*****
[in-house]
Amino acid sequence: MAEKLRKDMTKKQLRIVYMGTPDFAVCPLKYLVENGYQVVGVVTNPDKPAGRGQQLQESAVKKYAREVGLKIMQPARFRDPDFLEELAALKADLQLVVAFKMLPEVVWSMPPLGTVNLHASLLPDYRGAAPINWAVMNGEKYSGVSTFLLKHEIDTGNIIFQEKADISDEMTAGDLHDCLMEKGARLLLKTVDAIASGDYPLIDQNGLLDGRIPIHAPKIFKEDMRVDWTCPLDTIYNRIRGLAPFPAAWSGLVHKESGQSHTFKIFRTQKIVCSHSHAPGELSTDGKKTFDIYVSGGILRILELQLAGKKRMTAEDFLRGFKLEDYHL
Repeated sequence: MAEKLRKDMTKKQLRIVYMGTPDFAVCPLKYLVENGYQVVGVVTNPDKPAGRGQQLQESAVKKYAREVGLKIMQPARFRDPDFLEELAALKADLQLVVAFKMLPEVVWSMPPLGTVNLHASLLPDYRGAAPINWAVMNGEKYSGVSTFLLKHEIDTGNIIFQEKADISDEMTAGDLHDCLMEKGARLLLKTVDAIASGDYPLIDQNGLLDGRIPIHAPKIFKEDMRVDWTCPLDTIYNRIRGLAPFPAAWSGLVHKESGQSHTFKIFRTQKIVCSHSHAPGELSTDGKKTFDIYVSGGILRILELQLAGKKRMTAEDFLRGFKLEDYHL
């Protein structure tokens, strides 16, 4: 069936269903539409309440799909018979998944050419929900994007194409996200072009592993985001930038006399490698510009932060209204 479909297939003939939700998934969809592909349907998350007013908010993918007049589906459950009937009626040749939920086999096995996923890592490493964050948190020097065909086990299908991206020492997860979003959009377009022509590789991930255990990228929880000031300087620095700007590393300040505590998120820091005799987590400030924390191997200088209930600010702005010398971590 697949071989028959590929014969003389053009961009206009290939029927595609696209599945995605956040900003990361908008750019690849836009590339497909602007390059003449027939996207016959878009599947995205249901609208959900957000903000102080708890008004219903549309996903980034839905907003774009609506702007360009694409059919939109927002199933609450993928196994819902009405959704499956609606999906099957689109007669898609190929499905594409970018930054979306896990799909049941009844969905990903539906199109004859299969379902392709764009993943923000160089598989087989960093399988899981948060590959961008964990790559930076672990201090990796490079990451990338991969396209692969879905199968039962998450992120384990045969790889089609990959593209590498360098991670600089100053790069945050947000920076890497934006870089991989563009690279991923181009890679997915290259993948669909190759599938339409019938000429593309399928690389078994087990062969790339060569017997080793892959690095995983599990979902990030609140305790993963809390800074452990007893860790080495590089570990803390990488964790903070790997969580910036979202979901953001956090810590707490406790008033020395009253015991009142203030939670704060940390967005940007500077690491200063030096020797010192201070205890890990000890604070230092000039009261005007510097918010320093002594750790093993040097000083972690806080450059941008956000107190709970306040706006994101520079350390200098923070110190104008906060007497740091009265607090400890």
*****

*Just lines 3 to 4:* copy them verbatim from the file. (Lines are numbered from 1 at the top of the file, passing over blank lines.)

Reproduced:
Repeated sequence: MAEKLRKDMTKKQLRIVYMGTPDFAVCPLKYLVENGYQVVGVVTNPDKPAGRGQQLQESAVKKYAREVGLKIMQPARFRDPDFLEELAALKADLQLVVAFKMLPEVVWSMPPLGTVNLHASLLPDYRGAAPINWAVMNGEKYSGVSTFLLKHEIDTGNIIFQEKADISDEMTAGDLHDCLMEKGARLLLKTVDAIASGDYPLIDQNGLLDGRIPIHAPKIFKEDMRVDWTCPLDTIYNRIRGLAPFPAAWSGLVHKESGQSHTFKIFRTQKIVCSHSHAPGELSTDGKKTFDIYVSGGILRILELQLAGKKRMTAEDFLRGFKLEDYHL
């Protein structure tokens, strides 16, 4: 069936269903539409309440799909018979998944050419929900994007194409996200072009592993985001930038006399490698510009932060209204 479909297939003939939700998934969809592909349907998350007013908010993918007049589906459950009937009626040749939920086999096995996923890592490493964050948190020097065909086990299908991206020492997860979003959009377009022509590789991930255990990228929880000031300087620095700007590393300040505590998120820091005799987590400030924390191997200088209930600010702005010398971590 697949071989028959590929014969003389053009961009206009290939029927595609696209599945995605956040900003990361908008750019690849836009590339497909602007390059003449027939996207016959878009599947995205249901609208959900957000903000102080708890008004219903549309996903980034839905907003774009609506702007360009694409059919939109927002199933609450993928196994819902009405959704499956609606999906099957689109007669898609190929499905594409970018930054979306896990799909049941009844969905990903539906199109004859299969379902392709764009993943923000160089598989087989960093399988899981948060590959961008964990790559930076672990201090990796490079990451990338991969396209692969879905199968039962998450992120384990045969790889089609990959593209590498360098991670600089100053790069945050947000920076890497934006870089991989563009690279991923181009890679997915290259993948669909190759599938339409019938000429593309399928690389078994087990062969790339060569017997080793892959690095995983599990979902990030609140305790993963809390800074452990007893860790080495590089570990803390990488964790903070790997969580910036979202979901953001956090810590707490406790008033020395009253015991009142203030939670704060940390967005940007500077690491200063030096020797010192201070205890890990000890604070230092000039009261005007510097918010320093002594750790093993040097000083972690806080450059941008956000107190709970306040706006994101520079350390200098923070110190104008906060007497740091009265607090400890």